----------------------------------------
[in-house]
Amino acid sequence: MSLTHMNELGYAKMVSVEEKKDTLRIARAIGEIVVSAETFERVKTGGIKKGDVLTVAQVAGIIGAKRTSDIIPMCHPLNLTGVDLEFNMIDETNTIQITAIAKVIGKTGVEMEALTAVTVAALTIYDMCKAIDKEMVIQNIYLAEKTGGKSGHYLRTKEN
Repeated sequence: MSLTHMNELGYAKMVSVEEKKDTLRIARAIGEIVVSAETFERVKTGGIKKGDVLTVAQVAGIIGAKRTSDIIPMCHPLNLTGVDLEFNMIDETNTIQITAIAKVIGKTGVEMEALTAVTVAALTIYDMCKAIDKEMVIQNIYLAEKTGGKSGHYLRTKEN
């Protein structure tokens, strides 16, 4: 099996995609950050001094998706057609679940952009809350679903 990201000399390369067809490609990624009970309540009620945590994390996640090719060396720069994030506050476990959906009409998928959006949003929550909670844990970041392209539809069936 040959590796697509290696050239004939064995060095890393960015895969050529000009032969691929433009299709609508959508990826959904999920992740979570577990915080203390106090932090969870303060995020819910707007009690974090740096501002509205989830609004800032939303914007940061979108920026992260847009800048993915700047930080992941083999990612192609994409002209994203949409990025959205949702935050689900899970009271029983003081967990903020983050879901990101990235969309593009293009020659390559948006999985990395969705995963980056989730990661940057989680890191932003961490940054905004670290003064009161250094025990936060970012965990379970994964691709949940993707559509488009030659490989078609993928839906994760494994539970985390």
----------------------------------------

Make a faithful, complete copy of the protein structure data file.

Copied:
[in-house]
Amino acid sequence: MSLTHMNELGYAKMVSVEEKKDTLRIARAIGEIVVSAETFERVKTGGIKKGDVLTVAQVAGIIGAKRTSDIIPMCHPLNLTGVDLEFNMIDETNTIQITAIAKVIGKTGVEMEALTAVTVAALTIYDMCKAIDKEMVIQNIYLAEKTGGKSGHYLRTKEN
Repeated sequence: MSLTHMNELGYAKMVSVEEKKDTLRIARAIGEIVVSAETFERVKTGGIKKGDVLTVAQVAGIIGAKRTSDIIPMCHPLNLTGVDLEFNMIDETNTIQITAIAKVIGKTGVEMEALTAVTVAALTIYDMCKAIDKEMVIQNIYLAEKTGGKSGHYLRTKEN
């Protein structure tokens, strides 16, 4: 099996995609950050001094998706057609679940952009809350679903 990201000399390369067809490609990624009970309540009620945590994390996640090719060396720069994030506050476990959906009409998928959006949003929550909670844990970041392209539809069936 040959590796697509290696050239004939064995060095890393960015895969050529000009032969691929433009299709609508959508990826959904999920992740979570577990915080203390106090932090969870303060995020819910707007009690974090740096501002509205989830609004800032939303914007940061979108920026992260847009800048993915700047930080992941083999990612192609994409002209994203949409990025959205949702935050689900899970009271029983003081967990903020983050879901990101990235969309593009293009020659390559948006999985990395969705995963980056989730990661940057989680890191932003961490940054905004670290003064009161250094025990936060970012965990379970994964691709949940993707559509488009030659490989078609993928839906994760494994539970985390």